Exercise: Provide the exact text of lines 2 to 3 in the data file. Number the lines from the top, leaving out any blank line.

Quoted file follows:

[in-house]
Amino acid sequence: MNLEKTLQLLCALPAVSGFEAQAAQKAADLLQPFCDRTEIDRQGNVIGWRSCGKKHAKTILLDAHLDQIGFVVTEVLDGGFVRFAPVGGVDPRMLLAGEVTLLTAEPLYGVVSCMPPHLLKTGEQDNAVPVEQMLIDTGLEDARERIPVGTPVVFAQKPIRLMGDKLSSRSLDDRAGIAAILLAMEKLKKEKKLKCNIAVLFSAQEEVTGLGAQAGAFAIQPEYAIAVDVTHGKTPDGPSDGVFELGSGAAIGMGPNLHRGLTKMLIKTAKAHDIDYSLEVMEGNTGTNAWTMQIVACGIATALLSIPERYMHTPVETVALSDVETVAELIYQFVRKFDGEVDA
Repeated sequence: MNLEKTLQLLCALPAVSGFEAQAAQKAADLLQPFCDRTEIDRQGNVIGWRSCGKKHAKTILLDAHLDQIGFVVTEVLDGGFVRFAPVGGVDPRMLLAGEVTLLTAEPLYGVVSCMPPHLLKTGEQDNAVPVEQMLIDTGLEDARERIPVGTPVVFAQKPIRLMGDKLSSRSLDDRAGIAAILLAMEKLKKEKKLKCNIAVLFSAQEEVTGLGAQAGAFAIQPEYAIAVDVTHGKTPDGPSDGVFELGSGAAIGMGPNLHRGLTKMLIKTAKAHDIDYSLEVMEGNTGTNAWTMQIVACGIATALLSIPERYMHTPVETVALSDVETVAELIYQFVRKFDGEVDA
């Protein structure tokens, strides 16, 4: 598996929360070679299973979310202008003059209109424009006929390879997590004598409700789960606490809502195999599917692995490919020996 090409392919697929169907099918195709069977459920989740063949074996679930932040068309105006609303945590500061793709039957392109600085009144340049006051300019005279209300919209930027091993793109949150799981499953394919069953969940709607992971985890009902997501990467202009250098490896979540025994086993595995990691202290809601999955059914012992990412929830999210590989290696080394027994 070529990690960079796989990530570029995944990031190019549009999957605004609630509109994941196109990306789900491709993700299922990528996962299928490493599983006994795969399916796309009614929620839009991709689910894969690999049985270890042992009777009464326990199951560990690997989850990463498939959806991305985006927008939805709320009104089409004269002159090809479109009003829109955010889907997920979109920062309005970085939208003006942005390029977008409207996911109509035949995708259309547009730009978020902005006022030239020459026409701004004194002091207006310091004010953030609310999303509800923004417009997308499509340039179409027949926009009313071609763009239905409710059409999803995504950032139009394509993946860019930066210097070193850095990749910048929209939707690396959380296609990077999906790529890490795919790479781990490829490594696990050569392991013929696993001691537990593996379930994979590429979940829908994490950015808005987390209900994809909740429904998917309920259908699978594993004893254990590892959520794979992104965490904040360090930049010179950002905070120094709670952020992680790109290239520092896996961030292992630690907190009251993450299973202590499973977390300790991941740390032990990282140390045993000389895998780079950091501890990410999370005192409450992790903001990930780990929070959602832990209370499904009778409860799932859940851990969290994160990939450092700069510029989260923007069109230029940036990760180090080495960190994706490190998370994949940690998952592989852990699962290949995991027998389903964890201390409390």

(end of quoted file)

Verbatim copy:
Amino acid sequence: MNLEKTLQLLCALPAVSGFEAQAAQKAADLLQPFCDRTEIDRQGNVIGWRSCGKKHAKTILLDAHLDQIGFVVTEVLDGGFVRFAPVGGVDPRMLLAGEVTLLTAEPLYGVVSCMPPHLLKTGEQDNAVPVEQMLIDTGLEDARERIPVGTPVVFAQKPIRLMGDKLSSRSLDDRAGIAAILLAMEKLKKEKKLKCNIAVLFSAQEEVTGLGAQAGAFAIQPEYAIAVDVTHGKTPDGPSDGVFELGSGAAIGMGPNLHRGLTKMLIKTAKAHDIDYSLEVMEGNTGTNAWTMQIVACGIATALLSIPERYMHTPVETVALSDVETVAELIYQFVRKFDGEVDA
Repeated sequence: MNLEKTLQLLCALPAVSGFEAQAAQKAADLLQPFCDRTEIDRQGNVIGWRSCGKKHAKTILLDAHLDQIGFVVTEVLDGGFVRFAPVGGVDPRMLLAGEVTLLTAEPLYGVVSCMPPHLLKTGEQDNAVPVEQMLIDTGLEDARERIPVGTPVVFAQKPIRLMGDKLSSRSLDDRAGIAAILLAMEKLKKEKKLKCNIAVLFSAQEEVTGLGAQAGAFAIQPEYAIAVDVTHGKTPDGPSDGVFELGSGAAIGMGPNLHRGLTKMLIKTAKAHDIDYSLEVMEGNTGTNAWTMQIVACGIATALLSIPERYMHTPVETVALSDVETVAELIYQFVRKFDGEVDA